Today’s guest post is from Dr. Nickianne Moody from Medial and Cultural Studies, reporting on a postgraduate research seminar held in the library this week on girls’ comics and magazines.
We listened in horror as Dr Mel Gibson described how comics dealers in the North East would burn any publications for girls that they came across because they lacked resale and monetary value. Her research into the post-war history of the girls’ comic had to start by recovering the substance of a lost culture of girlhood. The varied and much-loved publications were themselves vividly remembered by the public but absent in national and academic collections. Collectors might have them, but the work of particular artists, publishing houses, long running publications such as Bunty (1958-2001) Jackie 1964-1993 and Twinkle 1968-1999, or short run titles trying out new ideas and story lines which didn’t quite catch the popular imagination (and therefore especially valuable), have been sold off piecemeal rather than bequeathed to special collections. Through adventures in academic research, involving clandestine meetings, taking possession of anonymous gifts of series and examples of magazines, finding them in odd locations in second-hand bookshops, and being given them by the general public, Dr Gibson was able to address and investigate the discarded history of a once prolific and shared cultural practice of reading.
To increase her understanding, when the actual material simply wasn’t there, Dr Gibson interviewed producers and readers of the comics. She discovered the passion of childhood reading and how the girls’ comic became a site of play, exchange and the creation of alternative female identity and aspiration. This perspective was often in direct contrast with the critical understanding of the comic for girls and boys, perceived as a doubtful pleasure, instilling conformity or acting as a corrupting influence. Oral history and building up her own collection became the key to challenging academic and public understandings about young people’s comics.
Questions from the participants in the second Qualitative Methods Postgraduate Seminar enquired about the underlying ethos of different girls’ comics, the intentions of the publishers in creating the commercial products, forms of interaction through letters, and the fascination of the problem page both for the seminar participants and oral history accounts. The contrast between specific publications from the 1950s and 60s, such as Roxy, which engaged with emerging forms of teenage culture (particularly music and film), and those like Girl which didn’t, were also discussed in this context. Dr Gibson said that people would often correspond with her about short-lived publications which they remembered very clearly but found other people did not share. We have had a few moments of this in the short period of time that the Femorabilia collection has been in special collections and viewed by schools, staff and visiting researchers.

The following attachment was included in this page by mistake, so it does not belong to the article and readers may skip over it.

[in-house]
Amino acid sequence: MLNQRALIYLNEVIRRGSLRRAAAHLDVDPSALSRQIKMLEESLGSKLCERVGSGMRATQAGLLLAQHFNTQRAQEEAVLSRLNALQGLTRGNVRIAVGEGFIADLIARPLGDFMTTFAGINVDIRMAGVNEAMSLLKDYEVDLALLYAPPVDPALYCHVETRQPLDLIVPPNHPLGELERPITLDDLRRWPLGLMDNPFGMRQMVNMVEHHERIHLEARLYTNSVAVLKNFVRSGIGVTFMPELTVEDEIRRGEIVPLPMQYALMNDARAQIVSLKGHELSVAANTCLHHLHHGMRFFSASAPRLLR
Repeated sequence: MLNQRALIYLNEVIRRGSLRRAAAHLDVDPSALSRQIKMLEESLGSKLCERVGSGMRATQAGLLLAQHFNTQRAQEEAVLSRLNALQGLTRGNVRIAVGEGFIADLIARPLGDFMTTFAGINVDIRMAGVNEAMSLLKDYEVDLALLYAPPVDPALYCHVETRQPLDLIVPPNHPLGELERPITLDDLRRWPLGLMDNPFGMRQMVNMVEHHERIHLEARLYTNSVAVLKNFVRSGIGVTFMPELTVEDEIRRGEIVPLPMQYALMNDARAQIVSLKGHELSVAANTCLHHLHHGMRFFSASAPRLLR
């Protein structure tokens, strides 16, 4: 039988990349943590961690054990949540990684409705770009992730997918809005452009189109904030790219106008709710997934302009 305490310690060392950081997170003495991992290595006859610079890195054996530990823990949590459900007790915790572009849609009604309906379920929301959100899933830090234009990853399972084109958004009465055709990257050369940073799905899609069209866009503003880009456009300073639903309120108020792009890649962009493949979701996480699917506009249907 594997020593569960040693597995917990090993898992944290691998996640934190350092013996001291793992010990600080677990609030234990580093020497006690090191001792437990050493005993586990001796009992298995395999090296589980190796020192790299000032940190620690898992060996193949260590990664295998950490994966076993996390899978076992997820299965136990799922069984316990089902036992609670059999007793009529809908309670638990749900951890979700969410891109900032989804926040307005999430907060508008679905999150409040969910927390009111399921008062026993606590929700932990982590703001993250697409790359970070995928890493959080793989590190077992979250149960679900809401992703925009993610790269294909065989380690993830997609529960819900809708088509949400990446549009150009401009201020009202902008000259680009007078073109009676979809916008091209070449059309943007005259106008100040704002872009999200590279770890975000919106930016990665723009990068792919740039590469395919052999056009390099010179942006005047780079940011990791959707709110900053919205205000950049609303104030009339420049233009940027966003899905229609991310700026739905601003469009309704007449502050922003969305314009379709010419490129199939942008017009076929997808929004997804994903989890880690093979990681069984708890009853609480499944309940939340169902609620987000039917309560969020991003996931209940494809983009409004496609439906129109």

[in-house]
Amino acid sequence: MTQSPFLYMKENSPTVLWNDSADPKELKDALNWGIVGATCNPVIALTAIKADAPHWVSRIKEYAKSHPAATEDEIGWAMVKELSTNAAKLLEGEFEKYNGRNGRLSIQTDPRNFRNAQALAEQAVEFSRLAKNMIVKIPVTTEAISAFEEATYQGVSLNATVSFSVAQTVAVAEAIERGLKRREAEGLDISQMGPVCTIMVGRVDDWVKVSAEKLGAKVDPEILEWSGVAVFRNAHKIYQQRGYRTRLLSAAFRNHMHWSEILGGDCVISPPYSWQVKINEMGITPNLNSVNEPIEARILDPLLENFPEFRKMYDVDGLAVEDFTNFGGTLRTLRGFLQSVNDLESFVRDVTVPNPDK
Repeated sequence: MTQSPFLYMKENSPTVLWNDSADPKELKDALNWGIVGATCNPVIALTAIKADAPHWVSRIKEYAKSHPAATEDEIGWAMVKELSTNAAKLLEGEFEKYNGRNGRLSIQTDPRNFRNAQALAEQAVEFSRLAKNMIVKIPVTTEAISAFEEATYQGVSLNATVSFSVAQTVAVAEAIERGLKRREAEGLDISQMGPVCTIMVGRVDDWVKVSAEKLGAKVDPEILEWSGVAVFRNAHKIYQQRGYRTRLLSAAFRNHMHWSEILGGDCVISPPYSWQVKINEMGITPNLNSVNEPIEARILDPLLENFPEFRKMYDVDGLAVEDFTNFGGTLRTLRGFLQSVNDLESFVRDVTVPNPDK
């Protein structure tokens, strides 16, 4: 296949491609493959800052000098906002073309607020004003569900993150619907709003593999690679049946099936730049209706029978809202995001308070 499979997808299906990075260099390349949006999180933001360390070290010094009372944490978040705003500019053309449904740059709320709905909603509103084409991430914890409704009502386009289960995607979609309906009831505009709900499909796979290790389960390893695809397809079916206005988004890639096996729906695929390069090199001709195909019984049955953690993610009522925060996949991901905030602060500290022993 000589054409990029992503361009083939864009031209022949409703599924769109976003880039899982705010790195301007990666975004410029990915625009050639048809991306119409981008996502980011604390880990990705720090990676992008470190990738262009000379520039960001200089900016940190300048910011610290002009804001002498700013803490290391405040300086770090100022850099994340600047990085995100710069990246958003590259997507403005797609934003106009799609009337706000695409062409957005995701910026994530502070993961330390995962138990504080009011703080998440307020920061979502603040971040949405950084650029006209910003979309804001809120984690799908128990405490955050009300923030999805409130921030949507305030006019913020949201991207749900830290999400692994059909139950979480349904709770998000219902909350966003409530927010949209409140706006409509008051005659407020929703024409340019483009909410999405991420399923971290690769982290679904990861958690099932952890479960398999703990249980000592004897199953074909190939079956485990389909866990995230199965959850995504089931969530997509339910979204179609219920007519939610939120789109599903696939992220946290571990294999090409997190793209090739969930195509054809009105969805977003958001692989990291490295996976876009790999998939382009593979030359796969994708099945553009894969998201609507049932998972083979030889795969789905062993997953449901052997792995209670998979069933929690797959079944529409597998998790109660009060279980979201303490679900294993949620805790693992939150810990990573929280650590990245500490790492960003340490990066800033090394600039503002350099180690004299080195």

Questions were also raised about the artwork and the identification material which was published anonymously. Identifying artists and writers can only be achieved through access to publishers’ archives and records of the routine nature of publishing, which in this field is currently lost or denied. Identifying anonymous contributors is invaluable but painstaking work, as the recently completed Punch Ledgers project at LJMU has proved. Through this approach, hundreds of writers unacknowledged by contemporary histories of the publication have been identified, which shed new light on the composition and nature of Punch that will support further scholarly debate.
Femorabilia (named by Sheila Eyre from Library Services) started with a similar aim of providing material which would allow undergraduates and researchers to study material at first hand, and to understand the location of the serial story for girls and women as it was produced for its readers. Popular girls’ publications of the mid twentieth century sold up to 80,000 (Bunty) and a million (Jackie) copies a week, with many different titles serving several generations of readers in Britain. Comics are a form of mass culture and as such they cannot be understood by fragments and assumptions about their content. There are now initiatives to collect and preserve women’s culture and we have become part of that. Dr Gibson, whose book on the history of girls’ comics will be published in the spring, also spoke of a community of contemporary women artists who do not know about this heritage, are surprised by it and want to find out more about it.
In the 1990s Dr Gibson was commissioned to select and acquire publications in 14 week cycles so that the stories could be read in their entirety as well as indicative titles for different age ranges and across post-war publication. The collection now holds women’s magazines, is developing a reference section, and has examples of pre-war publications such as Butterfly and interwar serial story papers such as the mill girl magazine Peg’s Paper (1919-1940), and it is looking to consolidate and grow these holdings. Central to this is the aim to include as part of the collection oral histories of the culture of reading, stories of which are already emerging through people who have seen the exhibition, and it will be produced and preserved so that it can be consulted by future researchers.